Bye-Bye Bucket List — Hello Throughline!

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It’s summer in Minnesota. That means it’s time for my annual attempt to convince my kids — who are 7, 4, and almost 1 — that the impossible is true: No, the sun won’t set for two more hours, but yes, you really have to head toward bed. These long summer days are a massive contrast to the winter ones here at the 45th parallel when we walk home from school at sunset. But even with all the daylight this season, there aren’t enough hours to handle the enormous pent-up demand of those hibernating months.

How do you decide what gets priority? Many families turn to a bucket list, compiling a definitive chronicle of every single thing they hope to do before school starts again in the fall. This makes a certain kind of sense. After all, if you name it, you can do it. Those manifestation vibes were definitely part of the draw for me. But I’ve discovered a hitch. You can’t actually do it. At least not all of it. Time is finite, even summertime. That is the hole in the summer-bucket-list logic.


I felt stuck. But then I recalled an item from my family’s summer bucket list: Blowing bubbles. Everyone who spends time with little kids knows that blowing bubbles is code for popping bubbles. And when it comes to popping bubbles, there are generally two kinds of kids. One kind simply must pop every single bubble. This kid ends up in frustrated tears as, inevitably, that one perfect bubble sways away in the sun, just out of reach. Then there’s the kid who knows it’s about the fun of the attempt and thinks the whole thing is just hysterical.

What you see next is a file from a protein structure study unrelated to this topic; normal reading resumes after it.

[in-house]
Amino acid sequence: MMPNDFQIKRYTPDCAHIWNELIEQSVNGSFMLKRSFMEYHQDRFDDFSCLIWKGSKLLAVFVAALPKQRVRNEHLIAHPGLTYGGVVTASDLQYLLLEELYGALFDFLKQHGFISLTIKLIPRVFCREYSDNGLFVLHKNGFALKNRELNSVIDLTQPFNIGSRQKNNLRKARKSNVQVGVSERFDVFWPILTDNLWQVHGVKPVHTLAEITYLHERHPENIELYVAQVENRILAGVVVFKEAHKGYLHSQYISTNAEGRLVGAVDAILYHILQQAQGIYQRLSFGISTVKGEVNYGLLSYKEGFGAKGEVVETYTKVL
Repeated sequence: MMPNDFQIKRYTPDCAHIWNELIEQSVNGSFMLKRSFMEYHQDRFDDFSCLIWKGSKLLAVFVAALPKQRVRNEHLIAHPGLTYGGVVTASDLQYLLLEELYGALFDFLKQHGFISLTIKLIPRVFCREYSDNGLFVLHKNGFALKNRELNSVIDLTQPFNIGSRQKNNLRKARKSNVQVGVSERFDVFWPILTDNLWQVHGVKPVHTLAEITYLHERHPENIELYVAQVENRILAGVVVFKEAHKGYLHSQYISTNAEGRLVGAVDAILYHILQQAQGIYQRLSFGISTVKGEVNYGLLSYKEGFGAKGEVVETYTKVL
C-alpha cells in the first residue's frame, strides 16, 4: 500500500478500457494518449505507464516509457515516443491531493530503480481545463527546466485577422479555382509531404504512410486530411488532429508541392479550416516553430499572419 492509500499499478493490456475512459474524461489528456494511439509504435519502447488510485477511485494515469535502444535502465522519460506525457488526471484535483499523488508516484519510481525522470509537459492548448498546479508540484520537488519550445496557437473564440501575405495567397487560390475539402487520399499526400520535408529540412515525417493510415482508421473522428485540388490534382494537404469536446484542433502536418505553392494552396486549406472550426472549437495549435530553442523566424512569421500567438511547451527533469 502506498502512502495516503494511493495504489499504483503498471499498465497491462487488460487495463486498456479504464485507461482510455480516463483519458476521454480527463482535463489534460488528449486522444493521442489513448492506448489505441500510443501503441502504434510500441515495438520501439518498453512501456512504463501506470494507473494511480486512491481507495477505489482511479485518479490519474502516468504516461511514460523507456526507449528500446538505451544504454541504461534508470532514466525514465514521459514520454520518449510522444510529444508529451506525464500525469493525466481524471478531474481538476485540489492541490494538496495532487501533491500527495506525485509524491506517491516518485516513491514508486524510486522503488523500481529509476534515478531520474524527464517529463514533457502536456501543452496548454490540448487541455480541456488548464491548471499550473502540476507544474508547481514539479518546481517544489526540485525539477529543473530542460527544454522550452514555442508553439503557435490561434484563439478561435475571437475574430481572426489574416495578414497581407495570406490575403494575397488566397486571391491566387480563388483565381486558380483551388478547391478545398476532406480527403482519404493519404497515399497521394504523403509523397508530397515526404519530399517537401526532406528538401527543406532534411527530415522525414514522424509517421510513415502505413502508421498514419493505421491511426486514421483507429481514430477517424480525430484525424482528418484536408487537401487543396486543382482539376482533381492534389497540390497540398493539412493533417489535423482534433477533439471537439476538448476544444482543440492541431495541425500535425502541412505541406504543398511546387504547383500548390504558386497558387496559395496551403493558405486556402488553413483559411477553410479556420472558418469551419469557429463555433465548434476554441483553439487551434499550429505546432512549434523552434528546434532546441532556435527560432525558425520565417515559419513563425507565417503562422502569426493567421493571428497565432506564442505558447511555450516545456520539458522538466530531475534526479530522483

When I made my bucket list for this summer, after that sweet list-making satisfaction evaporated, I felt like that first type of bubble-popper: Overwhelmed and out of touch with the point behind it all. But I wanted to feel like the second kind: Delighted by what was possible and keyed into what really matters. I needed help to get there.